An Inman Square reconstruction project in July, four months into the pandemic lockdown. (Photo: Marc Levy)

Street and sidewalk infrastructure projects and building maintenance and improvements have been hard hit by the coronavirus lockdown, many falling “at least six months behind where we expected to be,” City Manager Louis A. DePasquale told city councillors Monday.

The news was just part of a rundown of how the work of municipal government stands after a year of pandemic, and came in response to a question from councillor Patty Nolan about what could be expected now that the city and state was “able to see the light at the end of the tunnel.”

Despite the limitations of the pandemic, which closed City Hall offices for a time, then kept resident services remote – there are now in-person appointments four days a week – the city’s 2020 resident satisfaction survey drew better numbers than the previous survey, from 2018, DePasquale said. Then, 43 percent complained they’d been unable to conduct some business with the city during regular business hours; in 2020, in the midst of the pandemic, that fell to 32 percent. (Left unaddressed was whether there was a drop-off in attempts to do business with CIty Hall because of the same lockdown.) The survey polled 400 random residents by phone and 2,551 people online.

Licensing and libraries

Some parts of city government are operating nearly like usual, DePasquale said. The License Commission and Inspectional Services recovered from some “minor delays” and now have no backlog; fire department inspections of smoke and carbon monoxide detectors are on time, as are the Animal Commission’s annual dog license renewals; the Community Development Department’s HomeBridge affordable homeownership program fell behind when in-person showings of homes were suspended, but staff “are working through through the backlog now and expect to have it back to normal in several months.”

A library reopening plan is being discussed, the city manager said, and staff hope “to have an announcement soon.” In the meantime, residents can take advantage of contactless pickup at all but the three smaller branches, and services such as remote printing. The main library expects to roll out homebound service delivery next month, DePasquale said.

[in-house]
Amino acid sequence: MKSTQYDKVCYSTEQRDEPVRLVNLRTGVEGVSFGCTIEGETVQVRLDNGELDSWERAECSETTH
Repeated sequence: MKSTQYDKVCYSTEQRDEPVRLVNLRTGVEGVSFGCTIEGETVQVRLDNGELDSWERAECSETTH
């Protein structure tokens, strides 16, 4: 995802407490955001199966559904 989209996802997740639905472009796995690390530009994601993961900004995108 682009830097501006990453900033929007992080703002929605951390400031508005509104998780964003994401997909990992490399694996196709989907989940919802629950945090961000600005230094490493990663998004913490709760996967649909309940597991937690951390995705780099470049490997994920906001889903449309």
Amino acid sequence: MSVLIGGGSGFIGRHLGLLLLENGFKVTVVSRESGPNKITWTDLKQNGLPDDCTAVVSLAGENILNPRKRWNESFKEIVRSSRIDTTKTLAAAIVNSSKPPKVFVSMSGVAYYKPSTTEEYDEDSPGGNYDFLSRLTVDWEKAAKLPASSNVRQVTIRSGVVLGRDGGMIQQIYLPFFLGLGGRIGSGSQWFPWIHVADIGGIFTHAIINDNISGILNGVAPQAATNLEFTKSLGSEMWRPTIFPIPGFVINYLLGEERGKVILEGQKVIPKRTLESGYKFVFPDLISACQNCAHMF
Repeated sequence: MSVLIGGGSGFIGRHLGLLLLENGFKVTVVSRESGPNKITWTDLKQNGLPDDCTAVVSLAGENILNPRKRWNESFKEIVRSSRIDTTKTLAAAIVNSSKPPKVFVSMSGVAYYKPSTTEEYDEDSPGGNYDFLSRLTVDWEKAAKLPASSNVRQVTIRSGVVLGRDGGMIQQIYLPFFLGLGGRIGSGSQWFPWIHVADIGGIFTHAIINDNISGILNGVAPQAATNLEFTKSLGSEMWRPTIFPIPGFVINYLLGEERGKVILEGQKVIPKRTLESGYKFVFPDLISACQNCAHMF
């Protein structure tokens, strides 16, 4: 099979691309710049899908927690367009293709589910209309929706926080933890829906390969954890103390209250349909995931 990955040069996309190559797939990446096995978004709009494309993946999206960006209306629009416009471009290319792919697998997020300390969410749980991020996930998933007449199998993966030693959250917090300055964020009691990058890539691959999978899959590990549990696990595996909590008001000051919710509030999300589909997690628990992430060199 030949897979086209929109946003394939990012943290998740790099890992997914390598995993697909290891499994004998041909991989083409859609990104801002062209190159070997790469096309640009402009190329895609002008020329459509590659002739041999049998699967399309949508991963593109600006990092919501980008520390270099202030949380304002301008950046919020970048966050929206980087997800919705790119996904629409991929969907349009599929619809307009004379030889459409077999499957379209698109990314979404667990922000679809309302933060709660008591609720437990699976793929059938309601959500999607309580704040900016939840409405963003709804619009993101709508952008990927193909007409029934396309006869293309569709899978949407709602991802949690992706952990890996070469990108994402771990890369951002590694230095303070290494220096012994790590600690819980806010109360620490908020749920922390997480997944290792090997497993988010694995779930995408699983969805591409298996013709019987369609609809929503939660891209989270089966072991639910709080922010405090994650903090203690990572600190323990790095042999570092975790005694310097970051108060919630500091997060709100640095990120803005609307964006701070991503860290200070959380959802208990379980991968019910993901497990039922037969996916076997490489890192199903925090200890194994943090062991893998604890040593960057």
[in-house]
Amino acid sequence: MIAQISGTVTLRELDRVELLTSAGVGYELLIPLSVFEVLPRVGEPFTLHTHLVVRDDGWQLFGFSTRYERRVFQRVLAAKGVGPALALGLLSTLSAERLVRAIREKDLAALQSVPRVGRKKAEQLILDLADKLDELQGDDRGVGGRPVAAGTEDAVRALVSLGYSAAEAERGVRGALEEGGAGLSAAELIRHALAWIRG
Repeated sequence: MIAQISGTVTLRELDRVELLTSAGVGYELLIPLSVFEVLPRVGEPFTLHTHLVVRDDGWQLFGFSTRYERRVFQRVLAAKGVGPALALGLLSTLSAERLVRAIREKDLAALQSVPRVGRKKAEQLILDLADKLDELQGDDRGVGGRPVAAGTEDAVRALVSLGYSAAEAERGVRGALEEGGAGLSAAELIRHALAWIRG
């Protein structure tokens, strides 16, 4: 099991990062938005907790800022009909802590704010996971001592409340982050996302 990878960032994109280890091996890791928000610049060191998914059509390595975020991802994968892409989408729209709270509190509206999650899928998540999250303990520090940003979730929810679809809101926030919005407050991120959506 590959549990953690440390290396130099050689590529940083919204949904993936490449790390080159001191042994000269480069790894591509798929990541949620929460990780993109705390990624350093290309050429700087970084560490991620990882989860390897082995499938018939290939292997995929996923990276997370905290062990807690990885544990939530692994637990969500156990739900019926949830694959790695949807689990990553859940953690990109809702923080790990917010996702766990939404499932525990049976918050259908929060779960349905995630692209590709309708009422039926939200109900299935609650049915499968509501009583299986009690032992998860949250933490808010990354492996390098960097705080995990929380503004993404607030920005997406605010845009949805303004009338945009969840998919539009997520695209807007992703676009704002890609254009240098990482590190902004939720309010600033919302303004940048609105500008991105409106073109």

Resident parking permits

Nolan said her question was inspired by residents reporting delays of up to eight weeks and counting for their parking permits, passing an announced March 1 deadline when traffic enforcers would start looking for the new versions.

There’s a new deadline, DePasquale said: May 31. Until then, “the current year’s permits remain in effect.”

“Even under normal conditions there has often been a backlog of applications at this point in the process,” he said. “This year particularly has been challenging.” The challenges included more online applications, including from people who would have needed to apply in person before; fewer staff allowed in the office at one time to handle them; and the inability to hire seasonal clerical aides to help with the processing, also because of social distancing requirements. 

“I am working with Mr. Barr to have all the permits by that [May 31] deadline,” DePasquale said, referring to Joseph Barr, director of the city’s Traffic, Parking & Transportation Department.

Public Works affected

Meanwhile, Public Works programs and services “have been affected in a variety of ways,” DePasquale said, starting with the repercussions of street and sidewalk infrastructure projects being suspended at the start of the pandemic. The projects have “continued to experience intermittent shutdowns as quarantine circumstances arise,” with more delays on building maintenance and improvement projects ranging from plumbing and electrical work to painting, flooring and carpentry – in part because city architects spent “considerable amount of time” managing the construction and maintenance of homeless shelters, first at the War Memorial Recreation Center and then in empty parts of a Spaulding Rehabilitation Hospital wing on Cambridge Street.

Even improvements to the Public Works facility itself have been delayed, but “we will slowly get back into these projects,” DePasquale said.

The department’s spring tree plantings were interrupted by the pandemic lockdown and then by weather that “was less than favorable,” with some 200 trees finally planted in June and another 400 trees in the fall, while this year 900 trees are expected to be planted citywide, he said.

A curbside compost pickup program that was suspended in April is expected to be back late next month “or certainly in May” after the delivery of three new hybrid rubbish packers, DePasquale said, and an expansion of the compost pickup program into multifamily buildings canceled because it “involves a significant amount of one-on-one interactions” is expected to restart in the summer.


This post was updated March 19, 2021, to correct that the new resident parking permit deadline is May 31.